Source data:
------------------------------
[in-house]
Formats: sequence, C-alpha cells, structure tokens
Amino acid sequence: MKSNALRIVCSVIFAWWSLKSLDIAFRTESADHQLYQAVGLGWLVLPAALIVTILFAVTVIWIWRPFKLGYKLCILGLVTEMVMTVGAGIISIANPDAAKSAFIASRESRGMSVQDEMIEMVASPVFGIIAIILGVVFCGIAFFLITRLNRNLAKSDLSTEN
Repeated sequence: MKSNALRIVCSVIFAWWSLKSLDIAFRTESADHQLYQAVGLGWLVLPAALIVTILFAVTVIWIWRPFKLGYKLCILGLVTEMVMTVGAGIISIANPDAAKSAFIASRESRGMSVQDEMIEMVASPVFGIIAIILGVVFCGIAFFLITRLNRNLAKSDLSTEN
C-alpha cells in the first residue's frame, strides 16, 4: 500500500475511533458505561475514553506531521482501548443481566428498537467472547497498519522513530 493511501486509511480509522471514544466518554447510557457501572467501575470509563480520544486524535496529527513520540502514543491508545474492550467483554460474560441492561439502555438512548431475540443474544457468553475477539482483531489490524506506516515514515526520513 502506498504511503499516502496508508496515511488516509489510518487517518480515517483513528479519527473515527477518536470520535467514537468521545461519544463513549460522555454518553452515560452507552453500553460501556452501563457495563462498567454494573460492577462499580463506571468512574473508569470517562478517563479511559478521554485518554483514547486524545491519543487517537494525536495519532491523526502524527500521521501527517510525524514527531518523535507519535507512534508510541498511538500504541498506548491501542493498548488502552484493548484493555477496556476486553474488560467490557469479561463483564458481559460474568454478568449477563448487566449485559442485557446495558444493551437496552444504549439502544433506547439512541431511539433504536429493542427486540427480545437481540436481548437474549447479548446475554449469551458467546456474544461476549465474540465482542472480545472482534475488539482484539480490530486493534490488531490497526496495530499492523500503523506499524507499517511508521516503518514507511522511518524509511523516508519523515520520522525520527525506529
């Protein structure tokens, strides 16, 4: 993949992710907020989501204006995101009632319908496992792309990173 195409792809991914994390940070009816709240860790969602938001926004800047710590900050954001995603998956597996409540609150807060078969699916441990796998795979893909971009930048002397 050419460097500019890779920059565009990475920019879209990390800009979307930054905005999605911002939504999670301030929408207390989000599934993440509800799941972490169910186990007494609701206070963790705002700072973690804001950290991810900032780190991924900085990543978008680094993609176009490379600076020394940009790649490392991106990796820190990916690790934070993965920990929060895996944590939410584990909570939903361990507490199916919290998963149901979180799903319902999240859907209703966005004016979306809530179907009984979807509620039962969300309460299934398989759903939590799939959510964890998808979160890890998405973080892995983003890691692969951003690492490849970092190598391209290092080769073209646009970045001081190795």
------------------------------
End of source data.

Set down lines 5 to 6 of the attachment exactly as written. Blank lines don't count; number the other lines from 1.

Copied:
C-alpha cells in the first residue's frame, strides 16, 4: 500500500475511533458505561475514553506531521482501548443481566428498537467472547497498519522513530 493511501486509511480509522471514544466518554447510557457501572467501575470509563480520544486524535496529527513520540502514543491508545474492550467483554460474560441492561439502555438512548431475540443474544457468553475477539482483531489490524506506516515514515526520513 502506498504511503499516502496508508496515511488516509489510518487517518480515517483513528479519527473515527477518536470520535467514537468521545461519544463513549460522555454518553452515560452507552453500553460501556452501563457495563462498567454494573460492577462499580463506571468512574473508569470517562478517563479511559478521554485518554483514547486524545491519543487517537494525536495519532491523526502524527500521521501527517510525524514527531518523535507519535507512534508510541498511538500504541498506548491501542493498548488502552484493548484493555477496556476486553474488560467490557469479561463483564458481559460474568454478568449477563448487566449485559442485557446495558444493551437496552444504549439502544433506547439512541431511539433504536429493542427486540427480545437481540436481548437474549447479548446475554449469551458467546456474544461476549465474540465482542472480545472482534475488539482484539480490530486493534490488531490497526496495530499492523500503523506499524507499517511508521516503518514507511522511518524509511523516508519523515520520522525520527525506529
């Protein structure tokens, strides 16, 4: 993949992710907020989501204006995101009632319908496992792309990173 195409792809991914994390940070009816709240860790969602938001926004800047710590900050954001995603998956597996409540609150807060078969699916441990796998795979893909971009930048002397 050419460097500019890779920059565009990475920019879209990390800009979307930054905005999605911002939504999670301030929408207390989000599934993440509800799941972490169910186990007494609701206070963790705002700072973690804001950290991810900032780190991924900085990543978008680094993609176009490379600076020394940009790649490392991106990796820190990916690790934070993965920990929060895996944590939410584990909570939903361990507490199916919290998963149901979180799903319902999240859907209703966005004016979306809530179907009984979807509620039962969300309460299934398989759903939590799939959510964890998808979160890890998405973080892995983003890691692969951003690492490849970092190598391209290092080769073209646009970045001081190795």